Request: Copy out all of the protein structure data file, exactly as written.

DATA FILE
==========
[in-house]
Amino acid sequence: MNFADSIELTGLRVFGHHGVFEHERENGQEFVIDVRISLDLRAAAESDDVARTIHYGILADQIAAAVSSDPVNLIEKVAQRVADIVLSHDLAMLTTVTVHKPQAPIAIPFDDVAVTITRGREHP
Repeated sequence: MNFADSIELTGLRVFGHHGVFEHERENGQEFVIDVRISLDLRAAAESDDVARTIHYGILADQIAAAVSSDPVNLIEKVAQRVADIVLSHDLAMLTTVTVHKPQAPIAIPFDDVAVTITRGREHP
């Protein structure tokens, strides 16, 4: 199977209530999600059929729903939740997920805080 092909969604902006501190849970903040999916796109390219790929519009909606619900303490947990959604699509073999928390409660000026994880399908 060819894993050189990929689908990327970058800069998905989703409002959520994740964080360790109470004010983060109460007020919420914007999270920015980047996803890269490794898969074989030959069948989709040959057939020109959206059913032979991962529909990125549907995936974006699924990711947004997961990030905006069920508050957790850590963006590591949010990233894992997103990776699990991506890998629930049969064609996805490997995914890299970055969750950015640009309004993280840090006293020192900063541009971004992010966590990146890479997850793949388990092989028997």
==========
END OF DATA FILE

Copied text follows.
[in-house]
Amino acid sequence: MNFADSIELTGLRVFGHHGVFEHERENGQEFVIDVRISLDLRAAAESDDVARTIHYGILADQIAAAVSSDPVNLIEKVAQRVADIVLSHDLAMLTTVTVHKPQAPIAIPFDDVAVTITRGREHP
Repeated sequence: MNFADSIELTGLRVFGHHGVFEHERENGQEFVIDVRISLDLRAAAESDDVARTIHYGILADQIAAAVSSDPVNLIEKVAQRVADIVLSHDLAMLTTVTVHKPQAPIAIPFDDVAVTITRGREHP
């Protein structure tokens, strides 16, 4: 199977209530999600059929729903939740997920805080 092909969604902006501190849970903040999916796109390219790929519009909606619900303490947990959604699509073999928390409660000026994880399908 060819894993050189990929689908990327970058800069998905989703409002959520994740964080360790109470004010983060109460007020919420914007999270920015980047996803890269490794898969074989030959069948989709040959057939020109959206059913032979991962529909990125549907995936974006699924990711947004997961990030905006069920508050957790850590963006590591949010990233894992997103990776699990991506890998629930049969064609996805490997995914890299970055969750950015640009309004993280840090006293020192900063541009971004992010966590990146890479997850793949388990092989028997």